Question 3: Briefly describe the social aspect of your upbringing, especially as influenced by religion. How did your educational experience (public school, Christian school, or homeschool) affect your socialization? Was your friend group religiously diverse or more homogeneous? If you were public schooled, did your religious background cause you any social problems in school?

I had one, tiny social world: the church. I honestly didn’t have any friends outside that group (I had a few at my mom’s house, but they were also religious). We all agreed with each other, though I was on the more conservative end (most of the other kids/teens were in public school). Partially due to my responsibilities at the church and my homeschooling, I’ve always felt more able to relate to adults than people my own age; at 23, this still holds true.

Question 4: Did you attended Sunday school, youth group, Bible club, or church camp? Please describe your experiences.

I attended everything the church did. Well, I tried to get out of Friday prayer meetings—three or so hours of praying, but then after, the group of ten or so would go to Denny’s, and there was a good chance my dad would start singing along to Boston (or once, to Quiet Riot, which made me aghast). But there was a girls’ purity group that turned into a Bible study; there was Sunday school the hour before Sunday service; there was VBS every summer that I always volunteered for.

Section 5: Purity

Question 1: What were you taught about physical and emotional purity, and also about modesty? What did your family believe about dating and/or courtship? How was sex education handled?

Physical purity was hugely important, but everyone had to decide their own line. The general consensus was the kissing was okay, but nothing really beyond that. Emotional purity was harder for girls. I came to hate the phrase “guard your heart.” I wasn’t explicitly not allowed to date, but I hardly knew anyone, so it wasn’t a big deal. Sex education was mainly explained through the purity class and girls’ Bible study; we could get answers to pretty much any question, but we were all a bunch of blushing, giggling, shy girls. Modesty was just kind of understood. I knew the “rules,” though they were never that explicit, and I knew not to cross them: no spaghetti straps, no two-piece swimsuits (though I wrangled a tankini when I was 16), nothing super tight or short.

Question 2: How did the things you were taught about purity, modesty, and dating/courtship work out for you in practice? Did you date, and at what age? Did you have sex before marriage, and if you did, did you experience guilt? In essence, explain how belief met practice and with what results.

I never dated—officially. I had a friendship near the end of high school which everyone told me was dating (and my dad repeatedly asked if I was guarding my heart); the guy apparently thought we were dating, so he was heartbroken when I called him from college to tell him I really didn’t feel like we connected anymore. When I unexpectedly fell in love with my best friend, she and I did a lot of spiritual wrestling before we ever got to any physical wrestling; yes, we had sex before marriage, but marriage is complicated when you’re two girls!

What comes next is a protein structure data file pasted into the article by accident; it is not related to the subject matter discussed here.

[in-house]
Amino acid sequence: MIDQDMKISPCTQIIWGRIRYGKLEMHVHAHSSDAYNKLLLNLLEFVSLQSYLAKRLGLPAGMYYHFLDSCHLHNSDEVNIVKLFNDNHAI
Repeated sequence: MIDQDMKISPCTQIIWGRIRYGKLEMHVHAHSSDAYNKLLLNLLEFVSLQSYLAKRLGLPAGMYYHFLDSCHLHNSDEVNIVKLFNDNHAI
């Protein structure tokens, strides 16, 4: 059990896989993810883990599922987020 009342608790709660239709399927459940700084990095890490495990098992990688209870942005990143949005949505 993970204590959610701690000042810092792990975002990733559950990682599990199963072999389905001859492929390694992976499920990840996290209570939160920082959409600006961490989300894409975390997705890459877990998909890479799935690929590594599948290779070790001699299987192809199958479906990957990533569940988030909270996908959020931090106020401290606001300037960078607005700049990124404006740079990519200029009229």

Question 3: How do you feel about your family and church’s purity, modesty, and dating/courtship teachings today? Do you think there are any parts of these teachings that still have value? How do you plan to handle these issues with your own children?

Oh how I wish I was still in touch with some of the girls younger than I, especially now that someone else is leading the church; someone who is much stricter and Church of God than my dad was. I specifically hate modesty, because it propagates that idea that girls are responsible for everyone else. Yes, I think there is value in not “giving away” yourself physically, but I feel that it should be when you are comfortable, not for someone else. With my kids, I want them to respect themselves and others. So much stems from that.

Question 4: Do you feel that the purity, modesty, and dating/courtship teachings you were raised with still have lasting impact on your life today? If so, how? What do you feel is the most detrimental effect of purity teachings?

It took me a long time to get over the guilt for anything I did. I’m free now, finally. The problem with being so extreme is that I’ll now go out in public in an outfit that I’m not even sure I am entirely comfortable in, just because I can! But I feel like they harmed me. In a way, the purity movement stole my first kiss: a very dear friend of mine and I had gotten close, and there was a moment where we almost kissed. Looking back, it was the ideal first kiss scenario. Someone I trusted implicitly, who respected me, and the perfect summer evening, and yet we didn’t. Had we not both been under the pressure of our upbringings, I’m convinced we would have. We should have. No one told me I could ever regret what I didn’t do.

Section 6: Politics

Question 1: In his book Broken Words, Jonathan Dudley argues that a fourfold opposition to abortion, homosexuality, evolution, and environmentalism constitute the markers of evangelical tribal identity. What role did opposition to these four issues in your fundamentalist or evangelical upbringing, and would you agree with Dudley?